South Korea’s current account surplus reached an 11-month high in March, despite falling exports due to the novel coronavirus pandemic as the service account deficit sharply declined, data showed Thursday.
According to preliminary data from the Bank of Korea, the nation’s current account surplus hit a record high of $6.23 billion in March, up $1.19 billion from a year earlier.
The current account refers to the difference between the value of exports and imports. Composed of factors including goods and services, the current account surplus indicates a country is exporting a greater value than it is importing.
The upturn of Korea’s current account surplus came even though its goods account surplus dropped to $7 billion in the same period from $8.7 billion a year earlier. The country saw its exports drop 3.3 percent on-year to $46.4 billion in March on a customs clearance basis, and imports fell 0.6 percent to $39.4 billion, the BOK said.
“The drop in exports was largely due to a drop in exports to China (under impact by) the COVID-19 outbreak as well as weaker shipment prices of semiconductors and petroleum goods,” said Park Yang-su, head of the BOK’s economic statistics department.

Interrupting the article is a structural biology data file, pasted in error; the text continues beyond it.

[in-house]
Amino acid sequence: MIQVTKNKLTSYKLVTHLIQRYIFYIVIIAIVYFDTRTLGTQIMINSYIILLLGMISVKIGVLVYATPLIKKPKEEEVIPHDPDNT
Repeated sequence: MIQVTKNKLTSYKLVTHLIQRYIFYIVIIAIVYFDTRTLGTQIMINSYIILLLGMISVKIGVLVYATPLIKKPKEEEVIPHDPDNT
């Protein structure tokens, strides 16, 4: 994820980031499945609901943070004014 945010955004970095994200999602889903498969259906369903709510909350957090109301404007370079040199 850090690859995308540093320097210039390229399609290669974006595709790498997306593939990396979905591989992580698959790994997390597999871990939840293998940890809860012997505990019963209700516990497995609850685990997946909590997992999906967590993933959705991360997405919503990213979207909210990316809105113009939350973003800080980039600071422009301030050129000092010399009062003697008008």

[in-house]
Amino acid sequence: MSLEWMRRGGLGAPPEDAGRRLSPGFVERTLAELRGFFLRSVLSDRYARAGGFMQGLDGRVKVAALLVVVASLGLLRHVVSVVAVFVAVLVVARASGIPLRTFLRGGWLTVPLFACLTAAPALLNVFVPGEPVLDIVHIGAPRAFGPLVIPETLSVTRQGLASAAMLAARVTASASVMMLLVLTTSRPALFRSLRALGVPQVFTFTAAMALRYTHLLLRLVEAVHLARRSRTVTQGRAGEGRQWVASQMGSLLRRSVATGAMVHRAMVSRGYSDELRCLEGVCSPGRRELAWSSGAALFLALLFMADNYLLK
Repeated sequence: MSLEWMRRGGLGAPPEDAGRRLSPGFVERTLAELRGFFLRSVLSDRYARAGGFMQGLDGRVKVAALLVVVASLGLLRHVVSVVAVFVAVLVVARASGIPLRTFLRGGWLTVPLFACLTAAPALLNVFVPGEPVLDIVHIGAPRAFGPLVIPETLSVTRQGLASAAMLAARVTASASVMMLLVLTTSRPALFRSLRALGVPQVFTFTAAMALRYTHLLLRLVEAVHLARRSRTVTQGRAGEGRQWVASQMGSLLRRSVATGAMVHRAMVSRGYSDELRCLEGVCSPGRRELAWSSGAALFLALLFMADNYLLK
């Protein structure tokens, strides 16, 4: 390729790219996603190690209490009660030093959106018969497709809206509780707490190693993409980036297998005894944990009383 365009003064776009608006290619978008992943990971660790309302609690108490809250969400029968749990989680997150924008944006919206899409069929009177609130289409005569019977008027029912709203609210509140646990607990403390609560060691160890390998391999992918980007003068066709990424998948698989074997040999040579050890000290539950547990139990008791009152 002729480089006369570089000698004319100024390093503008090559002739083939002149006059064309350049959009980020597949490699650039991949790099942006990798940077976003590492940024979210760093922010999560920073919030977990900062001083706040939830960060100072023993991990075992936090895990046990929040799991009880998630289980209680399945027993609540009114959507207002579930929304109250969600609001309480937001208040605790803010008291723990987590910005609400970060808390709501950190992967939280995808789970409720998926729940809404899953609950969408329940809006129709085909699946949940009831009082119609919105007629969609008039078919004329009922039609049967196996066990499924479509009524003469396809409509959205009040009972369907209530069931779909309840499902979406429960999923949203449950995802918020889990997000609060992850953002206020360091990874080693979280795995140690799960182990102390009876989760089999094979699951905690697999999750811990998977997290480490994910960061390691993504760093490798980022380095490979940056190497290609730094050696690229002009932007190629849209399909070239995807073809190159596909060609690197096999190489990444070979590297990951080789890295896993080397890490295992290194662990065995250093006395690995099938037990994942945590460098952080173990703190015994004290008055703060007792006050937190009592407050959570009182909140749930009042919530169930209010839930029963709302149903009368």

The central bank attributed the growth in the current account surplus to the improvement in the service account deficit.
The service account deficit slightly narrowed to $1.46 billion from $2.1 billion in March last year, driven by a reduction in intellectual property account deficit, which slipped to $550 million from $950 million a year earlier.
The BOK noted the recent 11-month surplus streak would turn to a deficit in April, considering the country’s exports that continued to tumble in recent months.
Earlier, the nation’s trade balance in April swung to its first deficit in 99 months due to an exports slump amid the decline in global demand, plunging by 24.3 percent from the previous year, industry data showed.
Meanwhile, the travel account deficit jumped to $370 million from $170 million in March, as the number of foreign visitors to South Korea fell slightly faster than that of outbound tourists, which came to 94.6 percent and 93.9 percent, respectively.
The country’s primary income account recorded a $930 million surplus, marking a turnaround from the $610 million deficit in March 2019.
By Choi Jae-hee (email@example.com